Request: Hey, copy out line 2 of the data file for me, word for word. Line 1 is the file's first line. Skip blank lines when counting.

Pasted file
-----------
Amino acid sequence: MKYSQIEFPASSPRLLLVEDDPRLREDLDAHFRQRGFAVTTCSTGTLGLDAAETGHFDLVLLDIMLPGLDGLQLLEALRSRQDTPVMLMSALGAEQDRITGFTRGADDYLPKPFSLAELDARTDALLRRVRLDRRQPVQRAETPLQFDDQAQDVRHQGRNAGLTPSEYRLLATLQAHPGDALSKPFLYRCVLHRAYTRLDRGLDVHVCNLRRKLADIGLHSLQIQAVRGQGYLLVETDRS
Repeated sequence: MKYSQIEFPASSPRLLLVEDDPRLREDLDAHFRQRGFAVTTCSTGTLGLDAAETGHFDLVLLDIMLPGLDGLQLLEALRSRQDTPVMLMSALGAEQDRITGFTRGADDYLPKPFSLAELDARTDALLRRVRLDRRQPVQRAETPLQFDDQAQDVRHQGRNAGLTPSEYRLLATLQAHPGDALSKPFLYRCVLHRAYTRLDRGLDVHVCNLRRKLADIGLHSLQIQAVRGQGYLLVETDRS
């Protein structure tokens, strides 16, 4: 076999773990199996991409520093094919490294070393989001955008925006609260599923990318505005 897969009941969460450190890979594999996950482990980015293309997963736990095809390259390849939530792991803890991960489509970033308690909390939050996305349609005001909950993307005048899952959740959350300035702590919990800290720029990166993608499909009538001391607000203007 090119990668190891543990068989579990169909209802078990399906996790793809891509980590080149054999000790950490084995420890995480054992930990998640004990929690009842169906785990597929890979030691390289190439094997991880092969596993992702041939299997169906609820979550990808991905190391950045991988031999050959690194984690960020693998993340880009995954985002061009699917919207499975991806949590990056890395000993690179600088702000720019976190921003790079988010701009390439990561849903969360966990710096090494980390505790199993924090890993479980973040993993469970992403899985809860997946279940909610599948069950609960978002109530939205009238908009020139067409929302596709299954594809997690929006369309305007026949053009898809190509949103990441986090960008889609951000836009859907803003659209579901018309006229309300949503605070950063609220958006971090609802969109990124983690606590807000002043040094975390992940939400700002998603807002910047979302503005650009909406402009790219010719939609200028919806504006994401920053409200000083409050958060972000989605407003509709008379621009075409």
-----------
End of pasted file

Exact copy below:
Repeated sequence: MKYSQIEFPASSPRLLLVEDDPRLREDLDAHFRQRGFAVTTCSTGTLGLDAAETGHFDLVLLDIMLPGLDGLQLLEALRSRQDTPVMLMSALGAEQDRITGFTRGADDYLPKPFSLAELDARTDALLRRVRLDRRQPVQRAETPLQFDDQAQDVRHQGRNAGLTPSEYRLLATLQAHPGDALSKPFLYRCVLHRAYTRLDRGLDVHVCNLRRKLADIGLHSLQIQAVRGQGYLLVETDRS